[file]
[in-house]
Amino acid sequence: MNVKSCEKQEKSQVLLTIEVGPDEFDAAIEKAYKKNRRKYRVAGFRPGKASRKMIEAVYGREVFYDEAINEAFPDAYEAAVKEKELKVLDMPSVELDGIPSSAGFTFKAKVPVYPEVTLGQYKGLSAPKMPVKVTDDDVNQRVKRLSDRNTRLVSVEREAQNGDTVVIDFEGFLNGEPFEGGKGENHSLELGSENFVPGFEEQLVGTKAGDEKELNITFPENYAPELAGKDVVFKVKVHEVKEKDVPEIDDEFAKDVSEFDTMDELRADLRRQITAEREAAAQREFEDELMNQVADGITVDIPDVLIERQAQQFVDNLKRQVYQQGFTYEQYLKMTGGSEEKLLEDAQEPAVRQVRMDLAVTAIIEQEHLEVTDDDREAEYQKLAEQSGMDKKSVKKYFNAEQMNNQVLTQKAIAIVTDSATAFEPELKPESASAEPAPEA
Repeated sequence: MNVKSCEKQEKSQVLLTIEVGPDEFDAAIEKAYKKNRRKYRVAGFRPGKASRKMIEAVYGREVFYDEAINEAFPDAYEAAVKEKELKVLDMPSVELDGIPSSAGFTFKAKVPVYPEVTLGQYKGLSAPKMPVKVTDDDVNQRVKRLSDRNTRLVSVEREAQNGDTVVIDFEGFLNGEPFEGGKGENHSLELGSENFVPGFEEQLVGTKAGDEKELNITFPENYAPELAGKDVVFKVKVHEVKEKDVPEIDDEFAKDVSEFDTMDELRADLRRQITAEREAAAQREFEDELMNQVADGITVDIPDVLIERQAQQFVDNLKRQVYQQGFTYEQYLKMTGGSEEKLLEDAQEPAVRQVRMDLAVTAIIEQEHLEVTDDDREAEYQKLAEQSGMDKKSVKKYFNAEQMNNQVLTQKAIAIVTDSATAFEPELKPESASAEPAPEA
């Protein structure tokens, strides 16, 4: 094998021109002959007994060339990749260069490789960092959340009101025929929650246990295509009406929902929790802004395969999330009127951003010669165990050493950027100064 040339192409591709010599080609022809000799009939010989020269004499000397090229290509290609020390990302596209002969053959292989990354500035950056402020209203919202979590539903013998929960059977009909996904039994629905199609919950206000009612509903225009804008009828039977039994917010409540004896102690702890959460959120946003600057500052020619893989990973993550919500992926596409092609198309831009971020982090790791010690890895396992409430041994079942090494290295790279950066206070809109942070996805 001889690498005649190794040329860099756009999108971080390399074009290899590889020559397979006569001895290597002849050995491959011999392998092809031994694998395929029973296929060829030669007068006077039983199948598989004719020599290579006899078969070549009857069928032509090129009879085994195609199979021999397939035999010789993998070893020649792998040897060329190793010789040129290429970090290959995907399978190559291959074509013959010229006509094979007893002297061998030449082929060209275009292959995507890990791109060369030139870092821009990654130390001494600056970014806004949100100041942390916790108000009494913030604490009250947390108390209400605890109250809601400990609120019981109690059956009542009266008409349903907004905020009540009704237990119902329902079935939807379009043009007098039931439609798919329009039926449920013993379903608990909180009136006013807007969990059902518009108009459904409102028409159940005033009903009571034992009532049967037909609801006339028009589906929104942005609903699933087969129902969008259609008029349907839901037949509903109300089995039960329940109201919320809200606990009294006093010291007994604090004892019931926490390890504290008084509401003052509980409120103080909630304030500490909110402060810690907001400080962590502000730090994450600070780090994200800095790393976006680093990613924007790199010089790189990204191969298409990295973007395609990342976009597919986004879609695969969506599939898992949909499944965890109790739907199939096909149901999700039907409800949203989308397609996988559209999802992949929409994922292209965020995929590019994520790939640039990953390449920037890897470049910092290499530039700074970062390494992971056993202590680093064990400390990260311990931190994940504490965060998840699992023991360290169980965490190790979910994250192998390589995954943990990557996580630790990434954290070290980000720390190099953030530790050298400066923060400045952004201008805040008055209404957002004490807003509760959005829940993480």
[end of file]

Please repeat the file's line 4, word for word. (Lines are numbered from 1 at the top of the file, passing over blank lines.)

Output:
């Protein structure tokens, strides 16, 4: 094998021109002959007994060339990749260069490789960092959340009101025929929650246990295509009406929902929790802004395969999330009127951003010669165990050493950027100064 040339192409591709010599080609022809000799009939010989020269004499000397090229290509290609020390990302596209002969053959292989990354500035950056402020209203919202979590539903013998929960059977009909996904039994629905199609919950206000009612509903225009804008009828039977039994917010409540004896102690702890959460959120946003600057500052020619893989990973993550919500992926596409092609198309831009971020982090790791010690890895396992409430041994079942090494290295790279950066206070809109942070996805 001889690498005649190794040329860099756009999108971080390399074009290899590889020559397979006569001895290597002849050995491959011999392998092809031994694998395929029973296929060829030669007068006077039983199948598989004719020599290579006899078969070549009857069928032509090129009879085994195609199979021999397939035999010789993998070893020649792998040897060329190793010789040129290429970090290959995907399978190559291959074509013959010229006509094979007893002297061998030449082929060209275009292959995507890990791109060369030139870092821009990654130390001494600056970014806004949100100041942390916790108000009494913030604490009250947390108390209400605890109250809601400990609120019981109690059956009542009266008409349903907004905020009540009704237990119902329902079935939807379009043009007098039931439609798919329009039926449920013993379903608990909180009136006013807007969990059902518009108009459904409102028409159940005033009903009571034992009532049967037909609801006339028009589906929104942005609903699933087969129902969008259609008029349907839901037949509903109300089995039960329940109201919320809200606990009294006093010291007994604090004892019931926490390890504290008084509401003052509980409120103080909630304030500490909110402060810690907001400080962590502000730090994450600070780090994200800095790393976006680093990613924007790199010089790189990204191969298409990295973007395609990342976009597919986004879609695969969506599939898992949909499944965890109790739907199939096909149901999700039907409800949203989308397609996988559209999802992949929409994922292209965020995929590019994520790939640039990953390449920037890897470049910092290499530039700074970062390494992971056993202590680093064990400390990260311990931190994940504490965060998840699992023991360290169980965490190790979910994250192998390589995954943990990557996580630790990434954290070290980000720390190099953030530790050298400066923060400045952004201008805040008055209404957002004490807003509760959005829940993480």